Updated: Jan 7
I've been itching to add a laser engraver to my toolkit for a while now. Every time I started searching, I wasn't able to find something that I needed. I was looking for something durable, long lasting, incredibly accurate, could take projects of any size, and also cost 99 cents. As you might have guessed, I didn't find that. What I did find, is the LaserPecker. And that's how I engraved 50 of these coasters.
What I wanted:
Could work on projects of any size: from 4" coasters to a 17"x12" cutting board.
Fast and easy setup. I don't want to have to spend two days putting pieces together before I can use it.
Capable of etching detailed engravings. I have plans to etch projects with wedding monograms, business logos, and other art.
Durable and long lasting. If I drop money on an expensive piece of equipment, I want it to last a while.
Other considerations I didn't know I should know while searching:
Software Required / Provided - Every laser engraver requires software. Sometimes a simple phone app, others require heavy duty CAD type software that may or may not come with the hardware. LP has an Android and iOS app.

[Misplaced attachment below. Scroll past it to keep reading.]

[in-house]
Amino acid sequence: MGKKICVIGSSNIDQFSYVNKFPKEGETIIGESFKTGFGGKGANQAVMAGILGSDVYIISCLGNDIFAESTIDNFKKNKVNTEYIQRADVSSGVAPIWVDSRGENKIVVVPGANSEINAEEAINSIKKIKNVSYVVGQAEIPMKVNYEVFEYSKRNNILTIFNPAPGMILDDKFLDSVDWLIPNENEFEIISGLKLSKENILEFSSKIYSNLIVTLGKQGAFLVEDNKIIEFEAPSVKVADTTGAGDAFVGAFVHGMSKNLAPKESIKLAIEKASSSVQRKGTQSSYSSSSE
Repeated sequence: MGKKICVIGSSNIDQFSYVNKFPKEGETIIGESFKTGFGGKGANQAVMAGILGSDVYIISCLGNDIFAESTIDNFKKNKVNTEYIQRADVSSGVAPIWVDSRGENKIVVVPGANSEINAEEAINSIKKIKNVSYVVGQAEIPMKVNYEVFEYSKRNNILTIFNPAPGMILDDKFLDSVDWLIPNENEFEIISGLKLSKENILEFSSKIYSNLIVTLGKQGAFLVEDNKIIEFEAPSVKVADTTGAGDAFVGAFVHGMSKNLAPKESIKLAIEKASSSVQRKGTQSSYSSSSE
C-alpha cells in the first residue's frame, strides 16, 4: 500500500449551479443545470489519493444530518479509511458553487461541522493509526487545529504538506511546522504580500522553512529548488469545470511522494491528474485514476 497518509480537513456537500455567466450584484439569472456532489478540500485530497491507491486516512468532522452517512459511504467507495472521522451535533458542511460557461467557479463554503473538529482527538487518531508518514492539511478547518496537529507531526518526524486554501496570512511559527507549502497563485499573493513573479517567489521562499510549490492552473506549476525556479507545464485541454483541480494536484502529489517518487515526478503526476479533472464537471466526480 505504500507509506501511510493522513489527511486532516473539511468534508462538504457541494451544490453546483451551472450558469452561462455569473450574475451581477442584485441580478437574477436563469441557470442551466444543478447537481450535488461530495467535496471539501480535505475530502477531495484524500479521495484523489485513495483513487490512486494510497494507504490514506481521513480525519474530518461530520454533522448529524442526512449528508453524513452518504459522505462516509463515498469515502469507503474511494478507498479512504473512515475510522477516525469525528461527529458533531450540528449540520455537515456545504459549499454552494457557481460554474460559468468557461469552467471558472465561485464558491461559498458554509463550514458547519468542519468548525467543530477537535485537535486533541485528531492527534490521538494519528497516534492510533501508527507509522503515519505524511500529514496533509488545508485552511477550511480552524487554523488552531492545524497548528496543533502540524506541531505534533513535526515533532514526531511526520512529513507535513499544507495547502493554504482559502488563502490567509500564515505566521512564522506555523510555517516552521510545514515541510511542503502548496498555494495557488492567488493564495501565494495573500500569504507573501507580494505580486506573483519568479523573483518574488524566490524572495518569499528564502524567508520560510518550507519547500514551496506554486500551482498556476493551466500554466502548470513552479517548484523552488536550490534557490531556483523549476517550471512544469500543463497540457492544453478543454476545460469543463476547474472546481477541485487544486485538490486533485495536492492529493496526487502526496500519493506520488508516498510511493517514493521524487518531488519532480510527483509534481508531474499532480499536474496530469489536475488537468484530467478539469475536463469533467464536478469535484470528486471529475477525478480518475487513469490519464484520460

External Hardware - Is the machine compatible with Android or iOS phones? If it requires a computer, do you need a Mac or Windows or will it work on both?
Exhaust - Where does the exhaust, smoke, or fumes go? You'll want to place any of these machines in a well vented area or next to a window. Glowforge has a hose like something you'd use for your dryer unit.
Fans - If you have an open unit, like the LaserPecker, you'll need a fan for two reasons. One is to blow smoke away from the laser beam. If smoke builds up, the laser won't have a clean shot at the piece and will result in a poor engraving.
After spending way too long thinking, I finally decided to bite-the-bullet and get a cheaper product and try it out. While I had expectations of the product performing, I was also managing my expectations and keeping the bar low, just in case it didn't turn out how I wanted. It also helped that, at the time, Amazon had a sale on the gold model.